WASHINGTON — In its ostensible attempt to create a nondiscriminatory application process, the Department of Justice is inviting candidates with “mental retardation” to pursue attorney posts.
A DOJ job listing at its official Web site reveals that its Civil Rights Division is seeking 10 “experienced” trial attorneys for its Voting Section in Washington, D.C. and is encouraging “qualified applicants with targeted disabilities to apply.”
The targeted disabilities it mentions include “mental retardation” and “mental illness,” among others such as blindness and deafness.
Successful applicants are tasked with “enforcing federal statutes and executive orders that prohibit, among other things, unlawful discrimination in voting, education, employment, housing, police services, public accommodations and facilities, and federally funded and conducted programs.”
Eugene Volokh, a law professor at UCLA, described the posting as “pretty striking in a call for applications from experienced attorneys” but suggested it was merely “[b]oilerplate that was designed for a wide range of federal jobs.”
Volokh said on his blog that the demands of the job ultimately “ensures that no mentally retarded lawyers will indeed be hired.” He presumed the language of the ad was simply unchanged from other government jobs that some mentally challenged individuals can adeptly perform.
The posting has inspired some jokes about lawyers and the government.
“Recruiting mentally retarded lawyers to litigate civil rights cases for the DOJ may take the expression ‘good enough for government work’ too far,” wrote Above The Law‘s David Lat.
Former DOJ lawyer Ty Clevenger jested, “Having worked there, I think CRD has plenty of mentally retarded lawyers already. Mostly in supervisory positions.”
The use of the word “retarded” has lately been the subject of considerable controversy after Rahm Emanuel reportedly used it pejoratively in private to describe those he deemed unintelligent.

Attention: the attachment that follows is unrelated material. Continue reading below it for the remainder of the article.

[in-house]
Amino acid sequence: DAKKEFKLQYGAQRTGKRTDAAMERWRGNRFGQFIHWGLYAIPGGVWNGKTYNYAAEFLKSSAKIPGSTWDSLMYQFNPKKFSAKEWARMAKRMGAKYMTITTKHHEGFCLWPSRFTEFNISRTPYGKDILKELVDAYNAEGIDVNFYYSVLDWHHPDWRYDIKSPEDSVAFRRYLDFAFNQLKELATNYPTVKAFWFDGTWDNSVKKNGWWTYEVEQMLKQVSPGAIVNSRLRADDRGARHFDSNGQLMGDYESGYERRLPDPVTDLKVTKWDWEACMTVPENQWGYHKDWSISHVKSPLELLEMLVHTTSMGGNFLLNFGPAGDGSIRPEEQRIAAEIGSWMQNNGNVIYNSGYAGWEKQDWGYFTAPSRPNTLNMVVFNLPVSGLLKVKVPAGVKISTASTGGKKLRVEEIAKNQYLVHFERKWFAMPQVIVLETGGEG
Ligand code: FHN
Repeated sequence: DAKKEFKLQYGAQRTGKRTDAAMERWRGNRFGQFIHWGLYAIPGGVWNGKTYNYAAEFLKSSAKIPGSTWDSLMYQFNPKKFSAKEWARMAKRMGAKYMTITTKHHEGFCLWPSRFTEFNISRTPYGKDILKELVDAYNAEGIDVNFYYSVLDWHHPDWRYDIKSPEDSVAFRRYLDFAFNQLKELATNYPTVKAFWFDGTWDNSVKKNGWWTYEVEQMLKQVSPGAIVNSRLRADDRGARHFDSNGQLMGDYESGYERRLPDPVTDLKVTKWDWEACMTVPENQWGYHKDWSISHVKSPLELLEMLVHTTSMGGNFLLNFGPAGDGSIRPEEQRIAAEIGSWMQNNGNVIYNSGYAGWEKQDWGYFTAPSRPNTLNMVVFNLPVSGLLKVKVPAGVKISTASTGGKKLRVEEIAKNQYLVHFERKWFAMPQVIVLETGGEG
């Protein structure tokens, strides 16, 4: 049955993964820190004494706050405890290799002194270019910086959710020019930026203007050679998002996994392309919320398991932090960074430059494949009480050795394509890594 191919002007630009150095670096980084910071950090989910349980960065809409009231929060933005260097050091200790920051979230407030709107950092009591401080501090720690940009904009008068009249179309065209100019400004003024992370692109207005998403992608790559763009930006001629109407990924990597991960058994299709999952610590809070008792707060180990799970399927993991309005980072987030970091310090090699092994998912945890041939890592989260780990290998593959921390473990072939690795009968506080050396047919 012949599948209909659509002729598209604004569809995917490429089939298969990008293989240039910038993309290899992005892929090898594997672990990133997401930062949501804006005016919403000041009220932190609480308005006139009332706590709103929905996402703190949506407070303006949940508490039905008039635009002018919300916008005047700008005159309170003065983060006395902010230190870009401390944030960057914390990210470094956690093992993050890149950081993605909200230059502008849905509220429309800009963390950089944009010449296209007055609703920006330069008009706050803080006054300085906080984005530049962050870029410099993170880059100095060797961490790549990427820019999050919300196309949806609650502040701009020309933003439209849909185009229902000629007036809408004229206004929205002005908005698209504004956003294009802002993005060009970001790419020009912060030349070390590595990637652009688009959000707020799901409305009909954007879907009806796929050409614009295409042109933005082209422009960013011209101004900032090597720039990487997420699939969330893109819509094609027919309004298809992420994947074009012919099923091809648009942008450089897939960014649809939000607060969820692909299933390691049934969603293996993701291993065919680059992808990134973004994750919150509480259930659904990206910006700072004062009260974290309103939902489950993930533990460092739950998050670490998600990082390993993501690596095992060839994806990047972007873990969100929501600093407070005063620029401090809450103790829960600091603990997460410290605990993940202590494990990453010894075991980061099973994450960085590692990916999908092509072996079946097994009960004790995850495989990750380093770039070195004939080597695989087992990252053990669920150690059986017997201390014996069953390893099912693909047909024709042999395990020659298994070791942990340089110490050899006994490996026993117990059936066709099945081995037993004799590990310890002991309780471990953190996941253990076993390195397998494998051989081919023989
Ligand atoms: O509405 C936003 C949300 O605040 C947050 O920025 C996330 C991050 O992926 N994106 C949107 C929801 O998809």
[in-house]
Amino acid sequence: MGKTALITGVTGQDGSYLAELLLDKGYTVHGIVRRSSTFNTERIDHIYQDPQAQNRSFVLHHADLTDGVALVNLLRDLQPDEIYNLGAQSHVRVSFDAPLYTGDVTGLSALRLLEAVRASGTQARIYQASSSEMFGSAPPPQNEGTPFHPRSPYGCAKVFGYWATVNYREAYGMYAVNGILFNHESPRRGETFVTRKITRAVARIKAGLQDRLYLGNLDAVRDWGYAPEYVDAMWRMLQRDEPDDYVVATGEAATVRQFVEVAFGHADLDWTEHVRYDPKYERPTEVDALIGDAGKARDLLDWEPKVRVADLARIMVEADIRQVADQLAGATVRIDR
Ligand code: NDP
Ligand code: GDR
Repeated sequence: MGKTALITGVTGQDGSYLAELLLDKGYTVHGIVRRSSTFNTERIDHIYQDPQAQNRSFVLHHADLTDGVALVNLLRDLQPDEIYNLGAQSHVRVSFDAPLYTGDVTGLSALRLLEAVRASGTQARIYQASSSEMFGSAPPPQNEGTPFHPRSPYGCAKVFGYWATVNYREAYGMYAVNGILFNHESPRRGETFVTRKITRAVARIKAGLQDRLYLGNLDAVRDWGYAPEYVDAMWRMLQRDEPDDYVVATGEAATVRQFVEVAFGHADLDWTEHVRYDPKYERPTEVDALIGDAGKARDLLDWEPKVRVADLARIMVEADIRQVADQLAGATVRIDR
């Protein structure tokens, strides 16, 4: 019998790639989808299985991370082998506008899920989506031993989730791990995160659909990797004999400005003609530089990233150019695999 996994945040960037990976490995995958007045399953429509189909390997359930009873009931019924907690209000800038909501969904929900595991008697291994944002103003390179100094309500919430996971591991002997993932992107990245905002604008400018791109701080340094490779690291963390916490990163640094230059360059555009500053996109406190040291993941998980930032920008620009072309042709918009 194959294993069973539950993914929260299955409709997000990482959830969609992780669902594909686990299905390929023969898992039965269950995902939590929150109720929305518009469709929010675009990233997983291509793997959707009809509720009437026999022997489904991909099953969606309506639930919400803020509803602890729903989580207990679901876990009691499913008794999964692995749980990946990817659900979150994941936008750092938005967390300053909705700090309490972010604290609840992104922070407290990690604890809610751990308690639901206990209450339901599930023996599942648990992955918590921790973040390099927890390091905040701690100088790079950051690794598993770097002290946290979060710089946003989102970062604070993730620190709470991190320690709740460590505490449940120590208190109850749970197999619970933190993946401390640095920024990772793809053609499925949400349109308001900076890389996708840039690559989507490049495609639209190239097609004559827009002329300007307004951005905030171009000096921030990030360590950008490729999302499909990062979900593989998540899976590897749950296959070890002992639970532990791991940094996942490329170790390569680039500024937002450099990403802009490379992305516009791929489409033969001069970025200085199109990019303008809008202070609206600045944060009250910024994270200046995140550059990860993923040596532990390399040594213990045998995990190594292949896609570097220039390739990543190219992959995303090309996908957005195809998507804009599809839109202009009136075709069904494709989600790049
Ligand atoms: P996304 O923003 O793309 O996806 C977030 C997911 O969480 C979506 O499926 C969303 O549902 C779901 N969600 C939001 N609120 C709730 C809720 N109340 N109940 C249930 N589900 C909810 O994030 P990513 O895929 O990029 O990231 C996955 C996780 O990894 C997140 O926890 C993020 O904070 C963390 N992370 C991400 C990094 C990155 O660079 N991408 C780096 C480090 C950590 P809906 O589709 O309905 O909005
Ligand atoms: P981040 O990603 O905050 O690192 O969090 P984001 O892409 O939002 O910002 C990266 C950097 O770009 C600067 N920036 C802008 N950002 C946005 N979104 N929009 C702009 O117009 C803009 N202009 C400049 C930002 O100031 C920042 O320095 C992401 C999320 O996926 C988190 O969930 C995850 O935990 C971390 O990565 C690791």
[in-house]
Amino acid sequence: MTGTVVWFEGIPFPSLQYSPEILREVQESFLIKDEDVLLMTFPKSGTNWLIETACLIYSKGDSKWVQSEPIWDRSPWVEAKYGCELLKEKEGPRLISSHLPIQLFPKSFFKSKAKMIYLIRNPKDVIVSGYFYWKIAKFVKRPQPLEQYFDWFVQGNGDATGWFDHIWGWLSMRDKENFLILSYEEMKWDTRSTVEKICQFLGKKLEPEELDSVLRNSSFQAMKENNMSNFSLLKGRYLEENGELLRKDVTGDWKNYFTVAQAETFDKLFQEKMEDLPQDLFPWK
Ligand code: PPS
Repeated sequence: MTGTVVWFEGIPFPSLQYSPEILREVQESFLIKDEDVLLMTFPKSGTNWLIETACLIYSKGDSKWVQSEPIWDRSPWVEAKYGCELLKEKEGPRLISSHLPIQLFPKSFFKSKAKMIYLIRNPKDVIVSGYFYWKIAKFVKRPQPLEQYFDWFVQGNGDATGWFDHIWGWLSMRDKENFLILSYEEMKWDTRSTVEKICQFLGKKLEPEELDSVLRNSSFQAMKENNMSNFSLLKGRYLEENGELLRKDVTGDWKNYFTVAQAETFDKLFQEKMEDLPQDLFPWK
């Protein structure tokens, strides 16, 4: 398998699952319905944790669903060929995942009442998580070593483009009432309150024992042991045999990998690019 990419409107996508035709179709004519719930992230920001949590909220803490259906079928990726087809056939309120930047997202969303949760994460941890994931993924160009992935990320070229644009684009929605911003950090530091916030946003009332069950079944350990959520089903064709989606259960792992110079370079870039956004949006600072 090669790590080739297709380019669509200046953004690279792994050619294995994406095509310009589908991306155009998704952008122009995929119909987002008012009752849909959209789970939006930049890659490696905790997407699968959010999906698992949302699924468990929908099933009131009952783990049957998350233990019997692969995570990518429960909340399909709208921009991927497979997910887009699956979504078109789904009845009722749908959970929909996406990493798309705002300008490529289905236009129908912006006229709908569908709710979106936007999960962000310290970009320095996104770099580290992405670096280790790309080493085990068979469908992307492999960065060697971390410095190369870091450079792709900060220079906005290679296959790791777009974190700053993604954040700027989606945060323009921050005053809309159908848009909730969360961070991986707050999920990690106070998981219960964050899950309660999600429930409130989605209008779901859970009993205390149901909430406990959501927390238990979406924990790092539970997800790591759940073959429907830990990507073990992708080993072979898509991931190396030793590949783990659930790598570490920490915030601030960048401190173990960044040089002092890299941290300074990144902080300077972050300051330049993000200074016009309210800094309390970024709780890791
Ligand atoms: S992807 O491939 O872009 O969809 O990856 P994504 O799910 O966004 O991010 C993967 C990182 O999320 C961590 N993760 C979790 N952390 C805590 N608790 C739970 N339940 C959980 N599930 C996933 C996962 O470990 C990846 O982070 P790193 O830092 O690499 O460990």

Britain’s Prince Andrew denies meeting sex accuser
Britain's Prince Andrew has said he does not remember meeting Virginia Roberts, one of disgraced US financier Jeffrey Epstein's alleged victims, who says she was forced to have sex with the royal.
But Andrew admits in an interview with the BBC due to be broadcast on Saturday that his decision to remain friends with Epstein after he was convicted of soliciting prostitution from a minor in 2008 was a serious error of judgement.
"I have no recollection of ever meeting this lady, none whatsoever," Andrew told BBC interviewer Emily Maitlis, according to extracts from "Prince Andrew and the Epstein Scandal" released ahead of the program's broadcast.
Administration blaming Lt Col Vindman for White House lying to America about the first Ukraine call
On Friday, President Donald Trump released the rough transcript of his first phone call with Ukraine President Volodymyr Zelensky.
Upon the release, many White House watchers noticed that the transcript was nothing like the summary of the call that the administration released on the day the two leaders talked.
The exchange released by the WH does not appear to be an exact transcript as it does not include talk of U.S. support of Ukrainian sovereignty and a desire to root out corruption there, two things specifically highlighted in the White House read out of the call released in April.
Massive anti-coup protests explode across Bolivia ‘against the many violations to Democracy’
"Do you think we are ignorant?"
Chanting "resign now" to Bolivia's interim, self-declared president Jeanine Añez, protesters across the Latin American country on Friday made their displeasure with the overthrow of the government by right-wing Christian extremists last Sunday known.
Thousands of demonstrators marched through the cities of La Paz and El Alto. Friday's protests follow days of unrest as the Bolivian people rejected Sunday's coup, which forced democratically-elected President Evo Morales to resign and flee the country.